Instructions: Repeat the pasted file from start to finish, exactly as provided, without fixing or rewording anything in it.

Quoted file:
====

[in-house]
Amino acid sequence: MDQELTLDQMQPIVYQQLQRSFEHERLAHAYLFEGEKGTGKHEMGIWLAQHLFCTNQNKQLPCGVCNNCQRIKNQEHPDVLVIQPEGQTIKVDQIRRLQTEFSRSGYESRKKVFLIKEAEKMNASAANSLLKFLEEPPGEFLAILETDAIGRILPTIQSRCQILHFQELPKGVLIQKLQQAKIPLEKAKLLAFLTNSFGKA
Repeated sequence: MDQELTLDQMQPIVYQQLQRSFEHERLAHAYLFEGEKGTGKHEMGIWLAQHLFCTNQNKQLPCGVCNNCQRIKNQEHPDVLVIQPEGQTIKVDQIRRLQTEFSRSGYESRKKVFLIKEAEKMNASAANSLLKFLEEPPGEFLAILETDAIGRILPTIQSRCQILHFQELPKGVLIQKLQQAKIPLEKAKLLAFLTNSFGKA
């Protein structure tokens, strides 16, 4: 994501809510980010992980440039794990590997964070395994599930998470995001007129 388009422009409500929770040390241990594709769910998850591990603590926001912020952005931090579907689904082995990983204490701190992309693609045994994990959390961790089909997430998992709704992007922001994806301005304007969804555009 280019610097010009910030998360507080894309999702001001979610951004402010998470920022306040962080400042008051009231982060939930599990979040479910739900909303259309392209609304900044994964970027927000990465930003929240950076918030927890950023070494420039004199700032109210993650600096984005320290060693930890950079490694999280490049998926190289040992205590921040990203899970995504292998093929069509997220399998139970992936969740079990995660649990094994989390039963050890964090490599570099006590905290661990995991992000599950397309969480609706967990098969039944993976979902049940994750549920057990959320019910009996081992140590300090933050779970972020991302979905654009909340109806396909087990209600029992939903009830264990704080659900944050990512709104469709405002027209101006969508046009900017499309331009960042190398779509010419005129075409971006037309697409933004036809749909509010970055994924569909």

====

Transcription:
[in-house]
Amino acid sequence: MDQELTLDQMQPIVYQQLQRSFEHERLAHAYLFEGEKGTGKHEMGIWLAQHLFCTNQNKQLPCGVCNNCQRIKNQEHPDVLVIQPEGQTIKVDQIRRLQTEFSRSGYESRKKVFLIKEAEKMNASAANSLLKFLEEPPGEFLAILETDAIGRILPTIQSRCQILHFQELPKGVLIQKLQQAKIPLEKAKLLAFLTNSFGKA
Repeated sequence: MDQELTLDQMQPIVYQQLQRSFEHERLAHAYLFEGEKGTGKHEMGIWLAQHLFCTNQNKQLPCGVCNNCQRIKNQEHPDVLVIQPEGQTIKVDQIRRLQTEFSRSGYESRKKVFLIKEAEKMNASAANSLLKFLEEPPGEFLAILETDAIGRILPTIQSRCQILHFQELPKGVLIQKLQQAKIPLEKAKLLAFLTNSFGKA
């Protein structure tokens, strides 16, 4: 994501809510980010992980440039794990590997964070395994599930998470995001007129 388009422009409500929770040390241990594709769910998850591990603590926001912020952005931090579907689904082995990983204490701190992309693609045994994990959390961790089909997430998992709704992007922001994806301005304007969804555009 280019610097010009910030998360507080894309999702001001979610951004402010998470920022306040962080400042008051009231982060939930599990979040479910739900909303259309392209609304900044994964970027927000990465930003929240950076918030927890950023070494420039004199700032109210993650600096984005320290060693930890950079490694999280490049998926190289040992205590921040990203899970995504292998093929069509997220399998139970992936969740079990995660649990094994989390039963050890964090490599570099006590905290661990995991992000599950397309969480609706967990098969039944993976979902049940994750549920057990959320019910009996081992140590300090933050779970972020991302979905654009909340109806396909087990209600029992939903009830264990704080659900944050990512709104469709405002027209101006969508046009900017499309331009960042190398779509010419005129075409971006037309697409933004036809749909509010970055994924569909």